Posted on Monday, July 27th, 2015 by Will Hagle
Spaceprob.es offers current information on the scientific probes sent into deep space by human beings of planet Earth.
Human culture has long been obsessed with the idea that aliens may someday visit Earth. We make movies and write books about the seemingly imminent alien invasion, when creatures from another world finally visit our planet. There’s always the possibility, of course, that we may be the only ones actually doing any exploring. Spaceprob.es offers documentation of all the space exploration humans have done throughout our recent history. It catalogues all of the probes we’ve sent into deep space, showing how far they’ve traveled and what they’ve discovered along the way. Even though there aren’t any humans aboard these vessels, it’s still interesting to think about the fact that man-made objects are flying through the universe towards distant worlds the way we expect alien-operated UFOs to reach us.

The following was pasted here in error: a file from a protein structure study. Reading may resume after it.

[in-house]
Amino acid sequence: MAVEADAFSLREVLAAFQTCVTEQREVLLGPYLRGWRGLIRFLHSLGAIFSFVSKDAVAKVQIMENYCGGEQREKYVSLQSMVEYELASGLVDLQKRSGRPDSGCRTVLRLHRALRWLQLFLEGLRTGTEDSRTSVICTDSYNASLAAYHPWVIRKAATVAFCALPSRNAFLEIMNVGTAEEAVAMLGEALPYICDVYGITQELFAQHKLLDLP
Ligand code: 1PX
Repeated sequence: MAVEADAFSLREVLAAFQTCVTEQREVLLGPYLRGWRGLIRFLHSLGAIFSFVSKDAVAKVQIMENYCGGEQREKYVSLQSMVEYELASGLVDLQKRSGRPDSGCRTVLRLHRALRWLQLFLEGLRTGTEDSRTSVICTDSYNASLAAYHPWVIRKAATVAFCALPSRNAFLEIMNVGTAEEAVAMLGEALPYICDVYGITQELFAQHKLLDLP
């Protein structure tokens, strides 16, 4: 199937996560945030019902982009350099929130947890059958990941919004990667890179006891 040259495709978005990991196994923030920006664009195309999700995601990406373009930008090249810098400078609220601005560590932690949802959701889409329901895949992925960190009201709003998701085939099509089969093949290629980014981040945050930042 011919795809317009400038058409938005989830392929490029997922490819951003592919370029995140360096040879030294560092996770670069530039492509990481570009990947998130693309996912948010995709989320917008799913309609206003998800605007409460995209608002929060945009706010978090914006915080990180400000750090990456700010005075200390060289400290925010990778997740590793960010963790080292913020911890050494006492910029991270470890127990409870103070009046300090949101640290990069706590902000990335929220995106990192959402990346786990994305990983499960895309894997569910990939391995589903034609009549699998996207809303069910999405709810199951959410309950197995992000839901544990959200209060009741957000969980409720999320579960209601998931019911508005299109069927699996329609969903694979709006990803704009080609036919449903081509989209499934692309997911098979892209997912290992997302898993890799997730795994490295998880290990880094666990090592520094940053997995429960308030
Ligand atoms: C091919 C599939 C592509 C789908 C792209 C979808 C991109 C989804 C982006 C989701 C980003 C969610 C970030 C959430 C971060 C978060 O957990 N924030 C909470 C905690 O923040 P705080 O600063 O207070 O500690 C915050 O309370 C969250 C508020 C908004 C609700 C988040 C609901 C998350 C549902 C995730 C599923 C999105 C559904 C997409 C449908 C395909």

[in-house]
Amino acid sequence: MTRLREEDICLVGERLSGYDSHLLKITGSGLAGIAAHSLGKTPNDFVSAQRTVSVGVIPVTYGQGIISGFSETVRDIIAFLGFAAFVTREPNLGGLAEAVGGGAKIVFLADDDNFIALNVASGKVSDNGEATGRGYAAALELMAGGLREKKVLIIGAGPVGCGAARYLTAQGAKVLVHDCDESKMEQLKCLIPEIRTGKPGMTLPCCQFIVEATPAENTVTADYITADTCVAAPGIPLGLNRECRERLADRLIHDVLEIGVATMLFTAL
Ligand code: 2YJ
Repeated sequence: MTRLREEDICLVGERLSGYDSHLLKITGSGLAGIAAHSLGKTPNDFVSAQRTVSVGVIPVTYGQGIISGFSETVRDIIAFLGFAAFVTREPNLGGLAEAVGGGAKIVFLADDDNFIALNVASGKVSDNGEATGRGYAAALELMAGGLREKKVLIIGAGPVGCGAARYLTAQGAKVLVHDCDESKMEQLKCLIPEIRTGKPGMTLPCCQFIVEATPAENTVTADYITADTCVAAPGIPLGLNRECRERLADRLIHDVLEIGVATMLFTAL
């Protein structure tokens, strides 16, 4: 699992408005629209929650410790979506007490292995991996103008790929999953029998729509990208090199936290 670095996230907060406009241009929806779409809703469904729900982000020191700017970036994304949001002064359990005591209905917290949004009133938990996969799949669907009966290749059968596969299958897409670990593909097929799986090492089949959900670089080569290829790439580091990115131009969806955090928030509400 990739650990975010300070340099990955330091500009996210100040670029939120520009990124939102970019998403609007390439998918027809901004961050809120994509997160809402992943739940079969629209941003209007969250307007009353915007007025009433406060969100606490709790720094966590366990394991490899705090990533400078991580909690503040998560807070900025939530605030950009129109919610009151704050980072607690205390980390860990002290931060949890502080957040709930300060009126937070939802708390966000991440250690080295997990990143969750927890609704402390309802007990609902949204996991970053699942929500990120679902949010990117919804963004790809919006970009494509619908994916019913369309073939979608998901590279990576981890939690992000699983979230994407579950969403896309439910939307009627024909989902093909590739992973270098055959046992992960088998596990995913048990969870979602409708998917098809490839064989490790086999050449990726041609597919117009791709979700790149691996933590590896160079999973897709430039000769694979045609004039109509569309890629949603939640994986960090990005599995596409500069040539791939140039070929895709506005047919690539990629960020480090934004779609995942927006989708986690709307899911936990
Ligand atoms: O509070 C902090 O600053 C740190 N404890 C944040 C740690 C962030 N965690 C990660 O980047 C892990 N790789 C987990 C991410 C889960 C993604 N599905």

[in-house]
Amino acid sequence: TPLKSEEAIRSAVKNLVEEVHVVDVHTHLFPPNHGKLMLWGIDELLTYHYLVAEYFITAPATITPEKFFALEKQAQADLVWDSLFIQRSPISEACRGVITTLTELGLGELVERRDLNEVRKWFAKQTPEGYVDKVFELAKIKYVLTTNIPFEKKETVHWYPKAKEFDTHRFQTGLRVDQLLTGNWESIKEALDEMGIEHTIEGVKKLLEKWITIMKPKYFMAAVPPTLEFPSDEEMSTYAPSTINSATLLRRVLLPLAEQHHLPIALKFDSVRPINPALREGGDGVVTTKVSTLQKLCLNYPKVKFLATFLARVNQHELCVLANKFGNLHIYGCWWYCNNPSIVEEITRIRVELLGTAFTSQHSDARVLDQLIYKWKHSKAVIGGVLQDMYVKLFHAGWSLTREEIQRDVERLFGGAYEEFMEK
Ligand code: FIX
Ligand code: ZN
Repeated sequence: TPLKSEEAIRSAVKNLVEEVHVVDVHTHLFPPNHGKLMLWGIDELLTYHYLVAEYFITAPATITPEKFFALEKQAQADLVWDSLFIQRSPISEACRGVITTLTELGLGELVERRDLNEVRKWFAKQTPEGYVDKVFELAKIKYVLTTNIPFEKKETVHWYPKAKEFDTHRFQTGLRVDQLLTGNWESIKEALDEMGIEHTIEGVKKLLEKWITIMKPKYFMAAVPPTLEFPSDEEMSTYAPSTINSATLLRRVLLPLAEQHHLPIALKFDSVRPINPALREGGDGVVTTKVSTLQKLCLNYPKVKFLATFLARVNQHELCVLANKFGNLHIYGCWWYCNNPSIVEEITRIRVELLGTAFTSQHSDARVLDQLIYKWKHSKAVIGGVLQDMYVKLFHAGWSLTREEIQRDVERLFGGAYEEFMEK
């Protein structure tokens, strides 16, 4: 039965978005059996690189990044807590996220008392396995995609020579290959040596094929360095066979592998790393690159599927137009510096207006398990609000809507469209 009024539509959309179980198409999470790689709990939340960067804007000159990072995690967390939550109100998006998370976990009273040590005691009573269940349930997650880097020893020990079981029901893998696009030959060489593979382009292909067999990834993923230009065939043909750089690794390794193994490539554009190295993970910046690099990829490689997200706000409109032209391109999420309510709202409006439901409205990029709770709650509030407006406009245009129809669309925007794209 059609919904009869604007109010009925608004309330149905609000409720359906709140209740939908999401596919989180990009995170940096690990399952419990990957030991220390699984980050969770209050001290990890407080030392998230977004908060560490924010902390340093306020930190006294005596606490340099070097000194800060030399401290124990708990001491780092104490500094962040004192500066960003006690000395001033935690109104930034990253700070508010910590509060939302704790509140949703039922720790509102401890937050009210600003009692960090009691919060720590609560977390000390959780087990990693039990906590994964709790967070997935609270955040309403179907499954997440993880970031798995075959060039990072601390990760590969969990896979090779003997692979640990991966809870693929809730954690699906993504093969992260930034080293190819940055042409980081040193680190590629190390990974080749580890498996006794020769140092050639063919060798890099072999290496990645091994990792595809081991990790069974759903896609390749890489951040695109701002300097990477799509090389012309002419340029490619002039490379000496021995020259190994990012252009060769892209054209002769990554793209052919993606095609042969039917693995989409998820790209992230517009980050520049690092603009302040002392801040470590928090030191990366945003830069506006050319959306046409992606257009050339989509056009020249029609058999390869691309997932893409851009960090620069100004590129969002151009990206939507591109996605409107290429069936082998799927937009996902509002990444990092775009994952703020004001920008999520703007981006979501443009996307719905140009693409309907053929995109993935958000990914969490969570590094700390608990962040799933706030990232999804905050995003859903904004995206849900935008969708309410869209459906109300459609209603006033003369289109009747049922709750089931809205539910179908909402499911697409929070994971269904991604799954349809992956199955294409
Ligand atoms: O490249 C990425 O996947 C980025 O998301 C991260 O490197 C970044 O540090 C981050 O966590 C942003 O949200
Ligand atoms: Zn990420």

Spaceprob.es isn’t as preoccupied with extraterrestrial life as this blog post is making it out to be. The information on the site is mostly scientific, explaining in clear language when a particular probe was launched and what it has accomplished. The site also links to various sources around the web, like the ability to explore the data NASA collected from the cosmic ray detector on Voyager 1 or Voyager 2. There are also interesting stories, like the description of the Voyager Gold Record (an album of Earth’s sounds that’s currently floating through deep space). Space exploration is still in its infancy, but it’s fascinating to read and learn more about what the human race has already achieved.